Postpartum depression is a mood disorder that affects one in nine new mothers in the U.S., according to the U.S. Office on Women’s Health. It is considered a serious mental illness during which feelings of sadness and anxiety may be extreme and may interfere with a woman’s ability to care for herself or her family
“It’s difficult to explain for someone who has never gone through it,” said Alves. “I really didn’t even know what it was. I just knew that my sister had gone through the ‘baby blues’ and I figured it was going to go away for me in a few weeks and it didn’t.”
While many women do not know what to expect with postpartum depression, even more women don’t know what their employee rights are when they are pregnant or suffering from postpartum complications, according to Joan C. Williams, director of the Center for WorkLife Law, a California-based research and advocacy organization.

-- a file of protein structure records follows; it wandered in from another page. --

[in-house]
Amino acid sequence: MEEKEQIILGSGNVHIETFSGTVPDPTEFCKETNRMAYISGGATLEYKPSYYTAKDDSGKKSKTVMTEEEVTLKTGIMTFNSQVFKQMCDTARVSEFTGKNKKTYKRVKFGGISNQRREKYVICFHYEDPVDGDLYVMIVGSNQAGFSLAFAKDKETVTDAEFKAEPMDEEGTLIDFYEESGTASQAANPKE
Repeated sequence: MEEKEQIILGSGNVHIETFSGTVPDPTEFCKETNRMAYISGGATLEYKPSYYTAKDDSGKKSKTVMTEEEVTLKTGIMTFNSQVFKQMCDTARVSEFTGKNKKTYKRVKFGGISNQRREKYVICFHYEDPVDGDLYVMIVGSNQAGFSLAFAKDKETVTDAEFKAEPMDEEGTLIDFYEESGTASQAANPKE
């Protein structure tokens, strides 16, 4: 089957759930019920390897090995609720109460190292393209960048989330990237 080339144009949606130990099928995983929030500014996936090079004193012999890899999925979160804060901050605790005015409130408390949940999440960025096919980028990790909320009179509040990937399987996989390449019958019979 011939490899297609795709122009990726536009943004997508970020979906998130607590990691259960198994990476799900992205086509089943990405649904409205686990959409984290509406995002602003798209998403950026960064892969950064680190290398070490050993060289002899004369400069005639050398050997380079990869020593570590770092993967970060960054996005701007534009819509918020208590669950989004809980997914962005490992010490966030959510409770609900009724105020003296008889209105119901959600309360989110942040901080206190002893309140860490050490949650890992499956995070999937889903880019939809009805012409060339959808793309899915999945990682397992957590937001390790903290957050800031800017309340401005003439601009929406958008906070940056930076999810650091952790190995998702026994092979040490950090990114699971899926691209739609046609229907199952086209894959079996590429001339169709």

“Women who are pregnant and women who have postpartum depression often have a qualifying disability under the Americans With Disabilities Act (ADA),” said Williams. “The ADA imposes a whole new set of duties on the employer.”
The ADA, signed into law in 1990, requires employers to work with employees to see if they can create a reasonable accommodation to allow the employee to do the essential parts of the job without creating an undue hardship for the employer, according to Williams.
If, for instance, a woman who is pregnant is a cashier, she could request under the ADA that her employer provide a stool to sit on so she would not have to stand for her entire shift, explained Williams.
“The ADA requires the employer to work with the employee in an interactive process, like, ‘Would this work for you?”” said Williams. “And then the employer would come back with another proposal and say, ‘Well, would this work for you?'”
Alves, who had just been promoted months before her pregnancy, claimed in her lawsuit against Boston University that the university did not work with her to provide a reasonable accommodation. Her attorneys, Matthew Fogelman and Jeff Simons, presented email evidence during the trial and called Alves’ therapist to the stand.